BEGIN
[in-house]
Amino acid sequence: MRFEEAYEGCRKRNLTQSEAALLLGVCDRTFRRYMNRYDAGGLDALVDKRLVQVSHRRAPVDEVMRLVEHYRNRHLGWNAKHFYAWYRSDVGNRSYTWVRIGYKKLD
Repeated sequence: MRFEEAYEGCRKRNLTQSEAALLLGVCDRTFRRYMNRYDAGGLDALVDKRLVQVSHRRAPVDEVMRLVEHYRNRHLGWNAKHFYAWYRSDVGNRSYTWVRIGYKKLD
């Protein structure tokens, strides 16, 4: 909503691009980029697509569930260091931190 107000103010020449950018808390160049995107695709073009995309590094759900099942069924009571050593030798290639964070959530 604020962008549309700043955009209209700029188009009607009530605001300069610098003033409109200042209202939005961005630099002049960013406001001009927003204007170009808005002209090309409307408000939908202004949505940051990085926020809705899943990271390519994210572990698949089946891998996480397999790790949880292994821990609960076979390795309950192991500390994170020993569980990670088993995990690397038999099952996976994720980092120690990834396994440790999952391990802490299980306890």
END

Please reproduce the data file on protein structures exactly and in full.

[in-house]
Amino acid sequence: MRFEEAYEGCRKRNLTQSEAALLLGVCDRTFRRYMNRYDAGGLDALVDKRLVQVSHRRAPVDEVMRLVEHYRNRHLGWNAKHFYAWYRSDVGNRSYTWVRIGYKKLD
Repeated sequence: MRFEEAYEGCRKRNLTQSEAALLLGVCDRTFRRYMNRYDAGGLDALVDKRLVQVSHRRAPVDEVMRLVEHYRNRHLGWNAKHFYAWYRSDVGNRSYTWVRIGYKKLD
């Protein structure tokens, strides 16, 4: 909503691009980029697509569930260091931190 107000103010020449950018808390160049995107695709073009995309590094759900099942069924009571050593030798290639964070959530 604020962008549309700043955009209209700029188009009607009530605001300069610098003033409109200042209202939005961005630099002049960013406001001009927003204007170009808005002209090309409307408000939908202004949505940051990085926020809705899943990271390519994210572990698949089946891998996480397999790790949880292994821990609960076979390795309950192991500390994170020993569980990670088993995990690397038999099952996976994720980092120690990834396994440790999952391990802490299980306890």